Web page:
Understanding the Brain
The Centre for Neuroscience was established in the centenary year of IISc with the vision of having experts from diverse fields working together to tackle the challenges of neuroscience. The brain is a fascinatingly complex organ and an inter-disciplinary approach is best-suited to understand the myriad intricacies of brain function. As a testimony to that, the primary faculty at the centre range from biologists & chemists to engineers & physicists. The adjunct faculty comprises researchers from different departments of the institute as well as various clinical centres in Bangalore.
The centre has advanced imaging techniques for visualizing neural function. Multi-photon imaging is used to study neural processes involved in learning and memory formation by Balaji Jayaprakash’s group. Single molecular imaging at the nanoscale level is also in the pipeline. Deepak Nair’s group will be able to use it to find out how synapses (junctions between two neurons) function.
Neurodegenerative disorders like Alzheimer’s disease, Parkinson’s disease etc. currently have no cure and contribute substantially to the world’s disease burden. Vijayalakshmi Ravindranath’s group aims to understand the molecular mechanisms underlying these disorders & develop therapeutic strategies. Nerve cell regeneration post-injury is analyzed by Naren Ramanan’s lab to further our knowledge about the regenerative capacity of the nervous system.
Fundamental cognitive processes like neural control of action and neural mechanisms of object recognition are studied using electrical recordings from the brain, behavioral experiments and computational approaches. Work done by Aditya Murthy’s group in understanding these mechanisms will help comprehend the pathogenesis in conditions where motor control is compromised, resulting in motor abnormalities e.g. Parkinson’s disease.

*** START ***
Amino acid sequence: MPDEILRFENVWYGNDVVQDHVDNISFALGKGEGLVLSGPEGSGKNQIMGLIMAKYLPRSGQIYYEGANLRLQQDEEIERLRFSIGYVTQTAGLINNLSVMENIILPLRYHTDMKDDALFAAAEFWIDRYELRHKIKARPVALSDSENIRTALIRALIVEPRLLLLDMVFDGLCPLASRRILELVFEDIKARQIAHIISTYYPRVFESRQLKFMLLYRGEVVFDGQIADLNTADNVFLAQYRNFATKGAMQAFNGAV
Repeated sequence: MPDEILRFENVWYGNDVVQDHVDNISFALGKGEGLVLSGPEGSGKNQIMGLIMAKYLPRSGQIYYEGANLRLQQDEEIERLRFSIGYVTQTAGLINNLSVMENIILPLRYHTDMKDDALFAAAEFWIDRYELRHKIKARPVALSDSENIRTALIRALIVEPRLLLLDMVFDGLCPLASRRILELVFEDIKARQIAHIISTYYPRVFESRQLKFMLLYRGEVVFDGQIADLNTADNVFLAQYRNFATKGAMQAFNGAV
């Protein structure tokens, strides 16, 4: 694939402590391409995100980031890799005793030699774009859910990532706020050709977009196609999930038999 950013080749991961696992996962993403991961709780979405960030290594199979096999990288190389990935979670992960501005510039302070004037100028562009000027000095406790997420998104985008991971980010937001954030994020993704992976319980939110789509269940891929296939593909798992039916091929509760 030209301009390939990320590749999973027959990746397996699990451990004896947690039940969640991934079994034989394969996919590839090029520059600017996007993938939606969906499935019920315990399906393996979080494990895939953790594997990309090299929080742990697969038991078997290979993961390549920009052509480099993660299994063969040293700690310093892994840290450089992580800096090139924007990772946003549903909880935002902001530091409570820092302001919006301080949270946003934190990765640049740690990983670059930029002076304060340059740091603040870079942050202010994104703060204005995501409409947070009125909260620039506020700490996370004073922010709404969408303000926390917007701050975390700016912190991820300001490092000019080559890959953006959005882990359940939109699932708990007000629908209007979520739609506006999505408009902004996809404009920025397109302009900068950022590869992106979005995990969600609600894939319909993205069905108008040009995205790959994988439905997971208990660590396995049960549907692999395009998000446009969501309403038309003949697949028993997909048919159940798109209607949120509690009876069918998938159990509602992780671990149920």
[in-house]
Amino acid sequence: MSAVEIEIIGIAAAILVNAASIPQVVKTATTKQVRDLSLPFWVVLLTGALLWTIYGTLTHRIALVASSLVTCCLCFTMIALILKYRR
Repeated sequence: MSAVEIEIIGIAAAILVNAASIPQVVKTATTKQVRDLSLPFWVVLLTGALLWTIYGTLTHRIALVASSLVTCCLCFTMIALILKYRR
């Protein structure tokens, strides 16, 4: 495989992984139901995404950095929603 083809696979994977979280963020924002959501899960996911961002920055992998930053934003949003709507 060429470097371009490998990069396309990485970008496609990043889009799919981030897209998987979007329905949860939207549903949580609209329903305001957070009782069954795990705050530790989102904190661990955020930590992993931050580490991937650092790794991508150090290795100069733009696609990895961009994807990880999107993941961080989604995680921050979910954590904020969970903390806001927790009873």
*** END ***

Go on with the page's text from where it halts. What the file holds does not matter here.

When it comes to object recognition, no computer algorithm, as of today, matches human performance and yet, very little is known about the processes using which the brain performs object recognition. S P Arun’s lab is tackling this puzzle. Supratim Ray’s work on how we focus our attention – we manage to ignore much of the information about the external world the brain receives from the sense organs, focussing mostly on interesting and relevant details. Attention disorders occur if such control malfunctions.
Sridhar Devarajan’s group studies how cognitive phenomena, such as attention and decision making, emerge in the brain. For this they use neuroimaging (including functional MRI and EEG) as well as neurostimulation (TMS, tACS) in human participants performing complex attention tasks.
The young and growing centre has still many paths to traverse, but one can certainly hope that with such a vibrant interdisciplinary and collaborative effort, the research at the Centre for Neuroscience will unravel some of the many mysteries of the human brain.